#WATWB: Mother to 100,000 Children

Posted: 2017/09/29 in Blogging
Tags: , , , , , , , , ,

In early 90’s a devastating civil war broke out in Burundi between the Hutu and the Tutsi people. Violent murders, rapes, displacements, and appalling suffering became the order of the day. Children were not spared, but were subjected to the same unspeakable atrocities their parents were experiencing. Things were dark.

In these bleakest of days, one woman, a teacher named Marguerite Baranktse, emerged an unlikely hero. When she was only twenty-three, she adopted a young Hutu girl aged thirteen. At first, her relatives did not welcome her decision and urged her to reject the girl, because the girl was from the Hutu people (the enemy) while Marguerite was Tutsi. Only her mother encouraged her.

Marguerite’s entire family was later slaughtered by the Hutu fighters in October 1993. They spared her because of her work.

Nevertheless, she refused to hate the Hutu people. She went on to adopt more children from both the warring Hutu and the Tutsi sides.

She had to defend them and fend for them. She had to watch people die and had to bribe the killers to save the children.

“She set up Maison Shalom, the House of Peace, in 1993, a shelter providing children displaced by Burundi’s civil war with refuge, medical care and education.”

It was an undertaking so risky at the time that people started to think of her as insane. They called her “Maggy the Madwoman”.

As the war went on, the number of her children grew to over 100,000. Later on, her efforts were recognized such benevolent organizations as the UNICEF, WFP, and ActionAid.

She says the name “Maggy the Madwoman” suits her best because what she did was crazy.

“[It is crazy] to decide sometimes alone in the streets, whether to teach love when the others are killing. I would like everybody to follow this madness, to create hope and to break this cycle of violence. To teach love.”

Marguerite’s story is found here.

Marguerite Barankitse

Marguerite Baranktse. Source: BBC


This is the seventh celebration of the WE ARE THE WORLD BLOGFEST #WATWB which is carried out every last Friday of the month, and which aims to spread love and positiveness in this vulnerable world. A celebration of heroes who can still restore our faith in humanity, especially in this period when our world seems to be full of endless series of horrible happenings.

Our generous co-hosts for this month are: Michelle Wallace, Emerald Barnes, Andrea Michaels, Shilpa Garg, and myself.


To sign up for We Are The World Blogfest, please see the guidelines below.


  1. Keep your post to below 500 words, as much as possible.
  2. All we ask is you link to a human news story on your blog on the last Friday of each month, one that shows love, humanity, and brotherhood. Something like this news  about a man who only fosters terminally ill children.
  3. Join us on the last Friday of each month in sharing news that warms the cockles of our heart. No story is too big or small, as long as it goes beyond religion and politics, into the core of humanity.
  4. Place the WE ARE THE WORLD Badge on your sidebar, and help us spread the word on social media. Tweets, Facebook shares, G+ shares using the #WATWB hashtag through the month most welcome. More Blogfest signups mean more friends, love and light for all of us.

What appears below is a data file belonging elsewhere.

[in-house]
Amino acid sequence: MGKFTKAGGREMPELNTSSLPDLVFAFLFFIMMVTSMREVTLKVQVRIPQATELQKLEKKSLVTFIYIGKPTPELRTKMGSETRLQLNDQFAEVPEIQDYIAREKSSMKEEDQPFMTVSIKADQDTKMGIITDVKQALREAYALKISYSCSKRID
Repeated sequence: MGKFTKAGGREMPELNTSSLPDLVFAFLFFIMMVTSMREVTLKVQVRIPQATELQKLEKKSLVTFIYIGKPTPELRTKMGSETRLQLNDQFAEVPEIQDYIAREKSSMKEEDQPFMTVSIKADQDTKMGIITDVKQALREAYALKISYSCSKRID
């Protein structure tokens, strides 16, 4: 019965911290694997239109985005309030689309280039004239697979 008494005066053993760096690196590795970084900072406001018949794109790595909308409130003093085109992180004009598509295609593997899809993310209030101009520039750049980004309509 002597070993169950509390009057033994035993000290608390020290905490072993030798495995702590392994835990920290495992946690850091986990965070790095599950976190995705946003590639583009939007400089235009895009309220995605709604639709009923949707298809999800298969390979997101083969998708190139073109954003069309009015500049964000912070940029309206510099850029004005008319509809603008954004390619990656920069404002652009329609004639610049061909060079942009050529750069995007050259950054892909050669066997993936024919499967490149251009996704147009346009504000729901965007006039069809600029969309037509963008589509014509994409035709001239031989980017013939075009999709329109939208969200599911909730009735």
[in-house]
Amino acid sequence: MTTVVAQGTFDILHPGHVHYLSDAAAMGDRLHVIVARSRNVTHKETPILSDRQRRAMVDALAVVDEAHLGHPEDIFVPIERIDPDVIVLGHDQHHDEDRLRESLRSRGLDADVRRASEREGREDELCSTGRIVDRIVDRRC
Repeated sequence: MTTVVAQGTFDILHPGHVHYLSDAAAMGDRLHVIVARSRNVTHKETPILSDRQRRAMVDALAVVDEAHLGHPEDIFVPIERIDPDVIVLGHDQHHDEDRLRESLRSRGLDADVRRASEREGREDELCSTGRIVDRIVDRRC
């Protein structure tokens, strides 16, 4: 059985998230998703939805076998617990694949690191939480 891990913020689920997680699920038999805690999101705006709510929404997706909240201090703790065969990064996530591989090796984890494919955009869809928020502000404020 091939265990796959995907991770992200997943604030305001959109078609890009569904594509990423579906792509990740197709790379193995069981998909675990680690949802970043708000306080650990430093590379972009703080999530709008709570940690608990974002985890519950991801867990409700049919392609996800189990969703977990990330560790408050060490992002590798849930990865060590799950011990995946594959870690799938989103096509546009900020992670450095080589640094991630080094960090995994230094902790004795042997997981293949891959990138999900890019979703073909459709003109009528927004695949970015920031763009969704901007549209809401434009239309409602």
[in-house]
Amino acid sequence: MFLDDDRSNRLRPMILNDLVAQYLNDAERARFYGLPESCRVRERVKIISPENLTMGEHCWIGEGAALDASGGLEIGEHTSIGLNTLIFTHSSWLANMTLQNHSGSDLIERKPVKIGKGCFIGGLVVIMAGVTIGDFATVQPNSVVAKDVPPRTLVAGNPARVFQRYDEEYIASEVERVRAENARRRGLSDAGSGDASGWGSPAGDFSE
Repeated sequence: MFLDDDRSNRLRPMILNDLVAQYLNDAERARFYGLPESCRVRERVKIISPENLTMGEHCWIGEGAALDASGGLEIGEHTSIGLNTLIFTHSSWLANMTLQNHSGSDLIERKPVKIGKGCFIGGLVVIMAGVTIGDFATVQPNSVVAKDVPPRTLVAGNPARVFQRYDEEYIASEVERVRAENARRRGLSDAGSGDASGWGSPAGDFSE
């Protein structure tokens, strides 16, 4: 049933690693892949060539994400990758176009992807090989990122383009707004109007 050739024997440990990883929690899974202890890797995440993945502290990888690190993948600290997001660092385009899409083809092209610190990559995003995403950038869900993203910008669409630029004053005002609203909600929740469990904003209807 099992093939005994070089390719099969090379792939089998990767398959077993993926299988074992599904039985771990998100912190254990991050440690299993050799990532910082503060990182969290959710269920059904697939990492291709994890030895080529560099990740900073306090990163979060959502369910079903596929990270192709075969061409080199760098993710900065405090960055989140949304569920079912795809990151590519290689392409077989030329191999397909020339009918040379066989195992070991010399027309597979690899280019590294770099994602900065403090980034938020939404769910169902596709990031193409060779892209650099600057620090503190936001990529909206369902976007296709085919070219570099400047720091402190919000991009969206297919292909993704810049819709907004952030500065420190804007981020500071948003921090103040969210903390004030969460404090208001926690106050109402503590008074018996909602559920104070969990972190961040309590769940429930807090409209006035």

5. We’ll read and comment on each others’ posts, get to know each other better, and hopefully, make or renew some friendships with everyone who signs on as participants in the coming months.
  6. To signup, add your link in WE ARE THE WORLD Linky List
  1. Wow! Marguerite is such an inspiration. Thanks for choosing her story

  2. hilarymb says:

    Hi Peter – her story is definitely worth knowing about … and how humanity can cross people bridges. Amazing – I agree words fail to describe her … I’m so pleased she persevered and refused to be cowed despite all the horrors she encountered and experienced … yet was determined to be a leader for her Burundian peoples … I didn’t know about her, or heard about her work … so thank you for sharing … cheers Hilary

    • Peter Nena says:

      Hi. When I heard her story I was so pleased with her I didn’t know what to do. Kenya is going through what the Hutu and the Tutsi people went through back then. Though not all out war, yet. Tribal hostilities here are getting worse. That’s why Marguerite’s story moved me so much. Just when we think the world is becoming worse and worse everyday, someone like her comes along lights up the way.
      Thank you Hilary.

  3. She is very inspiring. I believe we should always spread love, only if we love each other can we understand each other. Very great story.

  4. simonfalk28 says:

    Maggy may have been a madwoman. But mad about caring for her brothers and sisters in the human family. Crossing tribal lines she is truly brave. What an inspiration, Peter. Thanks for sharing this and co-hosting us.

  5. This story made me tear up. Humanity is capable of such love and courage. She’s an angel of love and mercy, and proof that humans can be godlike if they make up their mind.

  6. Dan Antion says:

    If that’s madness, we should all be mad. When people judge acts of kindness as being crazy, things are really wrong. What is more crazy than war? I remember that war and I remember routinely feeling sad when hearing about what was happening to the people and how little was being done to help.

    Thank you for bringing this story to light and thank you for co-hosting this month, Peter.

    • Peter Nena says:

      Thank you Dan. I look at the devastations of war and I recoil inside. I weep. Then I look around me and I see people always preparing for war and I weep some more. I feel sad. The presidential election we had in August was cancelled by the Supreme Court due to irregularities. Since then, tribal tensions are so high, higher than before the elections. Some very dreadful militia-like tribal thugs from the incumbent’s side have been active lately, talking of wanting to protect their people, and there are stories that they are being armed by pro-government politicians. It is terrifying. The Supreme Court blamed the Electoral Authority for the irregularities, but instead of seeking to reform the said body, the pro-government people are singling out a tribe in the Opposition that they feel should be even wiped out. That is the situation here.